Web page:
While acknowledging the enormous
difficulty of this translation, I'd like to add a +1 to what Karen
wrote (I was starting to write the same thing :)). And I'm sure
Karen meant this as well but just to be more explicit, we need to
make sure that the intention and meaning we had originally is
still valid, that there is no better way of expressing that intent
currently, and that we use the the most appropriate way of
expressing that intent in the new language.
As a means of communication, BibFrame will need to find a way of
recording the intentions of various communities and sometimes
those subtleties make less sense outside of that context. For
instance, the distinction between bf:title and bf:titleStatement.
To me, a bf:title can be almost anything, taken from any part of a
resource or even made up by the person creating the data because
there wasn't a title. Some cataloging rules require that you use
a transcribed title from a clearly defined place in the resource
(that's what the bf:titleStatement is for). To a cataloger, this
is a valid distinction. Without questioning the validity of
making such a distinction (at least not yet :)), what is the
clearest most appropriate way of making this distinction?
On 7/25/2014 10:09 AM, Karen Coyle wrote:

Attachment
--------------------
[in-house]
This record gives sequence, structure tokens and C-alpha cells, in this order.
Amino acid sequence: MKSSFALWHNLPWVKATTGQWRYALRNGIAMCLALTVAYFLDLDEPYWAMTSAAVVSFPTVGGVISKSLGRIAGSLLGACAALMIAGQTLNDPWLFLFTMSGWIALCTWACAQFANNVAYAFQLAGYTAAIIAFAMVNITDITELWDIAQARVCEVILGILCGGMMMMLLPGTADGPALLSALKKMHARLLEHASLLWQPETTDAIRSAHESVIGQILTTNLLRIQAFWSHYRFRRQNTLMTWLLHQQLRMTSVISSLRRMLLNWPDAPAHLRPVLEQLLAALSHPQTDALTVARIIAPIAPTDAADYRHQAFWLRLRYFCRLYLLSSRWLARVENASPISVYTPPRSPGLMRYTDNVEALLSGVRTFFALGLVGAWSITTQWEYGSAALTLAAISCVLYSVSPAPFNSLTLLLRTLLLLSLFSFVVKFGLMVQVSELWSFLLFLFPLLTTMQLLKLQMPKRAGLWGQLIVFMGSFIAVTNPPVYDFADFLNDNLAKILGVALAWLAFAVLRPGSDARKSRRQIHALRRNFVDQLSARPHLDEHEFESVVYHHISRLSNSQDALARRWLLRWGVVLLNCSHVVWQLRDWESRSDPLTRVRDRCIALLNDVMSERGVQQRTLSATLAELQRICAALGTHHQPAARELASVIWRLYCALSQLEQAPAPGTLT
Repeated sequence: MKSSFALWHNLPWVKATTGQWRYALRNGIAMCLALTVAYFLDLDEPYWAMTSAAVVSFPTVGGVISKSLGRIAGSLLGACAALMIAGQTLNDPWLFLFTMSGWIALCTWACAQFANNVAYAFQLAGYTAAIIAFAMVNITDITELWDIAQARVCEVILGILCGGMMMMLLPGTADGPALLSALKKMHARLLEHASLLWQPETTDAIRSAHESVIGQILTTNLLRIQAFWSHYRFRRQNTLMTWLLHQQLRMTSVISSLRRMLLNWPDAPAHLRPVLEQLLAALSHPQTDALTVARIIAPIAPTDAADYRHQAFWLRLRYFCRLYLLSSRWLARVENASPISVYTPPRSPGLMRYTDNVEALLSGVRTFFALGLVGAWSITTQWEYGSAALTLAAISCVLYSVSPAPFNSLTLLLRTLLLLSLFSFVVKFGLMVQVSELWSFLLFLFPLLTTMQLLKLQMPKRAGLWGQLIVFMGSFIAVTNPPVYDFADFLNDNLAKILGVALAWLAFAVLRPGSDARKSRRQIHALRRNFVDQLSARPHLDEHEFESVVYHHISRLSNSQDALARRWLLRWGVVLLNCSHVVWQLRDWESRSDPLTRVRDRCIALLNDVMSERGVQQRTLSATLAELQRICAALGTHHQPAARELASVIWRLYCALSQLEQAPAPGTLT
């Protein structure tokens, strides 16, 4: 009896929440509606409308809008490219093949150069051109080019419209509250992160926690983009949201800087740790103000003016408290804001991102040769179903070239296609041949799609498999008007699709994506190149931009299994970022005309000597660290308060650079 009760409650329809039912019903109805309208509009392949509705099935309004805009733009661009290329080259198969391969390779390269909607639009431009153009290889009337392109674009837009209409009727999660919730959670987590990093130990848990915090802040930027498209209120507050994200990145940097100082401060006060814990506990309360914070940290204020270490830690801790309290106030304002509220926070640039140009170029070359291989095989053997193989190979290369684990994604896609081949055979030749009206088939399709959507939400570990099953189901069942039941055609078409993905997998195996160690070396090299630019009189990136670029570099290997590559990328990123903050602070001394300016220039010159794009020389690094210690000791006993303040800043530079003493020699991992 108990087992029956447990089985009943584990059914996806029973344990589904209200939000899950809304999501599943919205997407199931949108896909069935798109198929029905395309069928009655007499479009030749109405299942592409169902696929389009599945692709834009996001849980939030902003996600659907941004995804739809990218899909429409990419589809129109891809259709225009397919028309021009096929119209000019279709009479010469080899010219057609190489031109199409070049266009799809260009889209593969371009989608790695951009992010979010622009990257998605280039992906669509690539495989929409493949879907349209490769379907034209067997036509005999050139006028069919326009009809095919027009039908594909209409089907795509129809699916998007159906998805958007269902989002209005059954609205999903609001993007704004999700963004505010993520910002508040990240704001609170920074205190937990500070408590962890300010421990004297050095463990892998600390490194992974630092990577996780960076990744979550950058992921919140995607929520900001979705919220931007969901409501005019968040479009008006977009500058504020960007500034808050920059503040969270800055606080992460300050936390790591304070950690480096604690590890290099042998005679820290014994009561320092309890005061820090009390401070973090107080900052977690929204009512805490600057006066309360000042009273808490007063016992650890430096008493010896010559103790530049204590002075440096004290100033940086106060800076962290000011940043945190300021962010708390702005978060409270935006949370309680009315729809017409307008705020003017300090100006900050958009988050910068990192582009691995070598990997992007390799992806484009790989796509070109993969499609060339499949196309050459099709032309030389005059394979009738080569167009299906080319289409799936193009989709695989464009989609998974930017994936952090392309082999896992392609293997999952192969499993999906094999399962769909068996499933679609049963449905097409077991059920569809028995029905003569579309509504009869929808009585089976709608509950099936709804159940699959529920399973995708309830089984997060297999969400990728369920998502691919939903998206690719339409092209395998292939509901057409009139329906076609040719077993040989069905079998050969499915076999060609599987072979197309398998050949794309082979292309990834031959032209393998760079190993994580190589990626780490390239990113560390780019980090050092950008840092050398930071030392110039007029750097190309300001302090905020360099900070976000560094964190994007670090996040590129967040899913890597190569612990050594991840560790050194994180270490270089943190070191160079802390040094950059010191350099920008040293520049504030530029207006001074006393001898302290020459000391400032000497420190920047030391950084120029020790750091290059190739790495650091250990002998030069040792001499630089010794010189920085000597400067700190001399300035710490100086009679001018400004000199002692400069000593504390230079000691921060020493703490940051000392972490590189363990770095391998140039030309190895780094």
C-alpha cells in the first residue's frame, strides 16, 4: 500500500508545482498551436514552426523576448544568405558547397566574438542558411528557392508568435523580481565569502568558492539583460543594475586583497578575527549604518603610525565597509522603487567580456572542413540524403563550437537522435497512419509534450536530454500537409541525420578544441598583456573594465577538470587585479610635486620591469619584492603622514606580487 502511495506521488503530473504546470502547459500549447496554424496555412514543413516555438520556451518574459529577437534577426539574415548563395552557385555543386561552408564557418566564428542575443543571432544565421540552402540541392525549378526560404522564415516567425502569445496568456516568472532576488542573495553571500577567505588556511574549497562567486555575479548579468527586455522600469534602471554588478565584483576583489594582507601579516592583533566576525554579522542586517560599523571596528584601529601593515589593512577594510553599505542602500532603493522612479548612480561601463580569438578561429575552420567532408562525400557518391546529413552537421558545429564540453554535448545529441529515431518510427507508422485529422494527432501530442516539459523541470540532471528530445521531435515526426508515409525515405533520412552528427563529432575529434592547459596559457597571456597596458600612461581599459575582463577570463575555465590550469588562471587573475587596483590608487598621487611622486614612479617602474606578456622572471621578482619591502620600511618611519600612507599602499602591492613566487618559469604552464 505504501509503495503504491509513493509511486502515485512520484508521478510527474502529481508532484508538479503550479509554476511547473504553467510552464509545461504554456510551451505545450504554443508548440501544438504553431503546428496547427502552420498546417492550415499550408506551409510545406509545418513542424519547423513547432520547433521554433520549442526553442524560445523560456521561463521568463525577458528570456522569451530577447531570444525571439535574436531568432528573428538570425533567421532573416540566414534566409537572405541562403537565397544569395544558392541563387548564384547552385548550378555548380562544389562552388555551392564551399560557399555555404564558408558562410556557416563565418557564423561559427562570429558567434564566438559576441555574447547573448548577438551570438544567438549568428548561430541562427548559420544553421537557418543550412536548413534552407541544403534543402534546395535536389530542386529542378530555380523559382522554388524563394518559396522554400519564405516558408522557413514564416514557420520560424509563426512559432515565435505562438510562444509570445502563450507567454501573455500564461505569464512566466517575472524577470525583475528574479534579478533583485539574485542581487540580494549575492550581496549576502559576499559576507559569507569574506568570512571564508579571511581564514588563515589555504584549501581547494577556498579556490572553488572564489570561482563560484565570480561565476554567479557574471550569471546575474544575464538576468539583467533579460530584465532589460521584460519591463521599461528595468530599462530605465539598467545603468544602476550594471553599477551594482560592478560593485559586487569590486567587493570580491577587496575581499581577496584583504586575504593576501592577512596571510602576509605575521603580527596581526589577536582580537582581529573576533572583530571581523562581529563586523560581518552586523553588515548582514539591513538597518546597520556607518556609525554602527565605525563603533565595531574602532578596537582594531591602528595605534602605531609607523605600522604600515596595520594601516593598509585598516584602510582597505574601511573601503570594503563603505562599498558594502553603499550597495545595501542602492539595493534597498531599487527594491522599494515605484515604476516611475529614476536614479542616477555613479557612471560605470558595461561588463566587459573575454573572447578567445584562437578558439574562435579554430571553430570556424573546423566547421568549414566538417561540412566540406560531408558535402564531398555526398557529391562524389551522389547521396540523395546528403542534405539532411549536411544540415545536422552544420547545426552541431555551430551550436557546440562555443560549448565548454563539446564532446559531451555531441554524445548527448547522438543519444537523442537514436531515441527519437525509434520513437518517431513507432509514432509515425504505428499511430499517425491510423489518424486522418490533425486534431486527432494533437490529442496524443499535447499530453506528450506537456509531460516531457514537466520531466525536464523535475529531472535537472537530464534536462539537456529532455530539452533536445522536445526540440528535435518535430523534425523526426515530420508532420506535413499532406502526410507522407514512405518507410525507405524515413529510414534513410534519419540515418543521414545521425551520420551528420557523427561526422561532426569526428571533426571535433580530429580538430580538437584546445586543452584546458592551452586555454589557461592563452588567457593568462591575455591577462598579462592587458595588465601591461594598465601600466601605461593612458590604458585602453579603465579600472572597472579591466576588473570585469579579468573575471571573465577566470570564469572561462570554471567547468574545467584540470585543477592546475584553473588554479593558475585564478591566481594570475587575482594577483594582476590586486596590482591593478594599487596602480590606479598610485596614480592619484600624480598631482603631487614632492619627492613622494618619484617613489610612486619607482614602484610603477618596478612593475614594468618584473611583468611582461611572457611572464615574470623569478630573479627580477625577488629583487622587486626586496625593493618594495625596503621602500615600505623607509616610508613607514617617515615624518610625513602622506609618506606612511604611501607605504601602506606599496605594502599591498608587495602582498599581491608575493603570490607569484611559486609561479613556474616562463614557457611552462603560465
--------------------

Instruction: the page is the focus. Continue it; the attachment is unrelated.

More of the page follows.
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Straight translations from MARC to [anything else] don't make
sense unless you analyze not just the MARC coding but the
intention and meaning behind the data element. (I covered this is
in a code4lib journal article, to some extent.) That some bit
of data was broken up in a certain way in MARC is not necessarily
meaningful in other situations. Title is a good example, and
Thomale shows how hard it is to make sense based on MARC
subfields. One other example is personal author: the x00 field
has a dozen or more subfields to encoding personal author data. In
other MARC fields, all of that information is placed in a single
subfield (because of the limit of 26 data subfields per tag).
Milton W. $q(Milton Wheaton), $d1901-
Milton W. (Milton Wheaton), 1901-
Yet one of the biggest problems in translating MARC to [anything
else] is that because the data has only been expressed as text
strings, no consistency checking has been done on the content.
That 245 $p could have anything at all in it, including Aunt
Martha's apple pie recipe.
Developing a future format based on this data is a formula for
failure, I'm afraid. Yes, we will need to translate our old data
to some new form, but that is not the same as developing a new
format intended to mimic the data of old one.
"MARC21 as Data: A Start"
"Interpreting MARC: Where's the Bibliographic Data?"
On 7/25/14, 9:30 AM, Robert Sanderson
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+1 to all of these :) And to add:
Do we need a title resource at all, or is a string
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Philip E. Schreur
Head, Metadata Department